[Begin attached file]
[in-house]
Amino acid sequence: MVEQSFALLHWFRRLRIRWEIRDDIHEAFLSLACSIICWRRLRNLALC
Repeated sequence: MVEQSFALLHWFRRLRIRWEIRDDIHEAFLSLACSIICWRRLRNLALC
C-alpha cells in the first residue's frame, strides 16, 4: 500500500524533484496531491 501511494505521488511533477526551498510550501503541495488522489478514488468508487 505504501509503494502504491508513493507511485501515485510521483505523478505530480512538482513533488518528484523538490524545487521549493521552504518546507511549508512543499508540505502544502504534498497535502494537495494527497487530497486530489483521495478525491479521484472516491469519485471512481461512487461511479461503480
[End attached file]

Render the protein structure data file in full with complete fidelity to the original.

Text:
[in-house]
Amino acid sequence: MVEQSFALLHWFRRLRIRWEIRDDIHEAFLSLACSIICWRRLRNLALC
Repeated sequence: MVEQSFALLHWFRRLRIRWEIRDDIHEAFLSLACSIICWRRLRNLALC
C-alpha cells in the first residue's frame, strides 16, 4: 500500500524533484496531491 501511494505521488511533477526551498510550501503541495488522489478514488468508487 505504501509503494502504491508513493507511485501515485510521483505523478505530480512538482513533488518528484523538490524545487521549493521552504518546507511549508512543499508540505502544502504534498497535502494537495494527497487530497486530489483521495478525491479521484472516491469519485471512481461512487461511479461503480